No sensation likely to be found in Katyn files declassified in U.S.

The Russian rights center Memorial wants to study the files on Katyn, declassified in the United States.

The U.S. national archives are publishing about a thousand documents on the mass execution of Polish officers in Katyn in 1940. Western media claimed that the most surprising thing about that was that the Franklin Roosevelt administration was informed that the Poles were executed by the Soviet secret police, the NKVD.

"We will examine them. I think most of these documents are subsidiary episodes connected with Katyn," the chief of the Memorial's Polish program, Alexander Guryanov, told Interfax on Tuesday.

"What may cause a sensation is a document proving that the United States and Britain were informed about the Katyn crime back in 1940. But I doubt that such documents will be found there," he said.

The Soviet Union's allies in World War II - the U.S. and Britain - had known about the Katyn massacre since 1943 but they were silent all this time, he said. "No firm proof that they were in the know earlier, from 1940, were available until now," Guryanov said.

After occupying Katyn German troops exhumed the bodies of the Polish officers, he said.

"Germans would organize excursions to show the Soviets' cruel ways for local residents and for delegations of POWs, who would be brought from German concentration camps. They would also bring in American and Polish POWs," he said.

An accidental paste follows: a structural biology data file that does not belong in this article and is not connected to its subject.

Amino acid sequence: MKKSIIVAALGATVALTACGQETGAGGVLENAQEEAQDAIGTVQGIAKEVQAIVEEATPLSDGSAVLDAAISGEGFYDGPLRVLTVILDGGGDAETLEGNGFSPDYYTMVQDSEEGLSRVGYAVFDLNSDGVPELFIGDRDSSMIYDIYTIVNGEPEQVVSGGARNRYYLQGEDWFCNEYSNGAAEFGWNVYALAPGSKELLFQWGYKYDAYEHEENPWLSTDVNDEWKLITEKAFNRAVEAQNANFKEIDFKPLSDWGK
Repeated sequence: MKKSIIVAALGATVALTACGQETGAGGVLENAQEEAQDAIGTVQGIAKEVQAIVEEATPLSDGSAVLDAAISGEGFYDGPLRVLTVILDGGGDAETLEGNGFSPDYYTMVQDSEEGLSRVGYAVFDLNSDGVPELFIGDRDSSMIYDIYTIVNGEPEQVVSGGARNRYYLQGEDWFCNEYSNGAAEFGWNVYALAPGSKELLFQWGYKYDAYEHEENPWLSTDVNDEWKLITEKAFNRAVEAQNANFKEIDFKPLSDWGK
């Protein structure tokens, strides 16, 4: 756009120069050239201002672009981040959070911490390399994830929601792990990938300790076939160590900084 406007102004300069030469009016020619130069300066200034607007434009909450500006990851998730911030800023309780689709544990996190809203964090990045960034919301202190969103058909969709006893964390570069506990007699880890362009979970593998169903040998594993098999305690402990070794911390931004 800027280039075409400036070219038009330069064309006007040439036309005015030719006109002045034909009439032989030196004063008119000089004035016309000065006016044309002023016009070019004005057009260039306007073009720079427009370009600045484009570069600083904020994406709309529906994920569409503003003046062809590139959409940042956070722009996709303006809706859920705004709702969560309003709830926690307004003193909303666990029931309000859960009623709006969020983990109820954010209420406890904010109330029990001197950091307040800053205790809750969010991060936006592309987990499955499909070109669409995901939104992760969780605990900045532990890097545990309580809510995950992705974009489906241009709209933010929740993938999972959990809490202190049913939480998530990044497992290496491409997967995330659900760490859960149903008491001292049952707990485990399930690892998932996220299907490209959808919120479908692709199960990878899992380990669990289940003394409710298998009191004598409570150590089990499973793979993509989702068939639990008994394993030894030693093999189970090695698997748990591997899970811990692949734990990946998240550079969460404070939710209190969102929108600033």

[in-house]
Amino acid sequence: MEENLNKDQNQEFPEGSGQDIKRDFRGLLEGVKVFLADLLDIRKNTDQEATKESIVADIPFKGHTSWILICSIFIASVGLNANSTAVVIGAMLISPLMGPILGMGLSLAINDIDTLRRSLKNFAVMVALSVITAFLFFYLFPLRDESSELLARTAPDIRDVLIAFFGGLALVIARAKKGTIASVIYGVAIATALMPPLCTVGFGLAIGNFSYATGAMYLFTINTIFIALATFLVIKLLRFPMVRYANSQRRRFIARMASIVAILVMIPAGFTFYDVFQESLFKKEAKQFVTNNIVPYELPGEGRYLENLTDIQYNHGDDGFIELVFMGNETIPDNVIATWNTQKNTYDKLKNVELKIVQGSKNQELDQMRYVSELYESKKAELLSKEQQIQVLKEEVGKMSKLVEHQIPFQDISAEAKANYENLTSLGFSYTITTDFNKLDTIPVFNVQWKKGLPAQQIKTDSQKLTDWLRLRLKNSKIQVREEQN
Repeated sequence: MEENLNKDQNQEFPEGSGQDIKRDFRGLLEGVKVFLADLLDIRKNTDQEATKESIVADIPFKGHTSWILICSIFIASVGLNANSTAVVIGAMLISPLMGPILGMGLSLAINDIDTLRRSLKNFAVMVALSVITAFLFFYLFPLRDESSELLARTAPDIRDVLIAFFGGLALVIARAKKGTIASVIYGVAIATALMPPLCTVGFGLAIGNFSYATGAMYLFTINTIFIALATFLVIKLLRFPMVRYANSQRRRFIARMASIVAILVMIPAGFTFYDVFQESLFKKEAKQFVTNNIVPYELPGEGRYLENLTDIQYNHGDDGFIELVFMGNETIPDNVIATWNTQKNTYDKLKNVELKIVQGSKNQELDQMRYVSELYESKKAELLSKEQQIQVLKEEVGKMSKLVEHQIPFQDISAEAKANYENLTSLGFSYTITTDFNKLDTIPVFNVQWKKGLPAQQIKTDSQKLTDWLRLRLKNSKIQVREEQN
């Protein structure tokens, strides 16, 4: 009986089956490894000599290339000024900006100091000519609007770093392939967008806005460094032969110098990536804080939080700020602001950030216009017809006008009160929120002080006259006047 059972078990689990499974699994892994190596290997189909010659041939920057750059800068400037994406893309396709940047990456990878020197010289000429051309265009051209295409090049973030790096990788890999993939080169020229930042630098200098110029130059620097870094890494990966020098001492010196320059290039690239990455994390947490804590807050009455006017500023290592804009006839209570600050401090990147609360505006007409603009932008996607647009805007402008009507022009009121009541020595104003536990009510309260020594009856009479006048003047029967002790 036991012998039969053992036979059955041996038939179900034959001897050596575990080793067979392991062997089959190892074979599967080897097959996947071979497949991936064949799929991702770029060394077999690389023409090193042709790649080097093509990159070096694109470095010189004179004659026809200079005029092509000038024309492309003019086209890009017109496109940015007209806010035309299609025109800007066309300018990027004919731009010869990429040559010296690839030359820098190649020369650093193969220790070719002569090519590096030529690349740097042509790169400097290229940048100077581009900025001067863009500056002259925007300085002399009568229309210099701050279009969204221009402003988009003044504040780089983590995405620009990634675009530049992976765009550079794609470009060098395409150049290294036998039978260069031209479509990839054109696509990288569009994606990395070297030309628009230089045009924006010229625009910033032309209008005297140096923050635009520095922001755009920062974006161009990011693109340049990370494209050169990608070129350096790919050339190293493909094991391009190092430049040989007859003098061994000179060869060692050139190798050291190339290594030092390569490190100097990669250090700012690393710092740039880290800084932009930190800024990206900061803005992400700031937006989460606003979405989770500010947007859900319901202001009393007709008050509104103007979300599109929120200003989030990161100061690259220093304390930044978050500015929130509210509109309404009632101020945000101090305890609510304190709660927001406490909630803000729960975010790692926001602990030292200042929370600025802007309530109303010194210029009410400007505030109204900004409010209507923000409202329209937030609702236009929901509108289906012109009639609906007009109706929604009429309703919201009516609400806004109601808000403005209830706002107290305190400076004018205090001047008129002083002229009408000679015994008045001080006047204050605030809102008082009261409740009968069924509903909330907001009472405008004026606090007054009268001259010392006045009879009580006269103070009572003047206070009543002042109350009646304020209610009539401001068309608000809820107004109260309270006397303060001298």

"Before 1945, the U.S. and Britain possessed sufficiently convincing proof that the Katyn crime was committed by the Soviet Union and they did not discuss this information in order to save the allies' unity," Guryanov said.

"After Germany was defeated, the U.S. and Britain would silence all attempts to unveil the truth about Katyn as a crime committed by the Soviet Union. Many of the historians and Polish politicians condemned such a conduct as shameful," he said.

"After American POWs were liberated from concentration camps in 1945 they provided accounts about 'excursions' to Katyn. The best known of them was the report by Col. Van Fleet, which was allegedly lost. The American command would keep those reports under wraps," Guryanov said.

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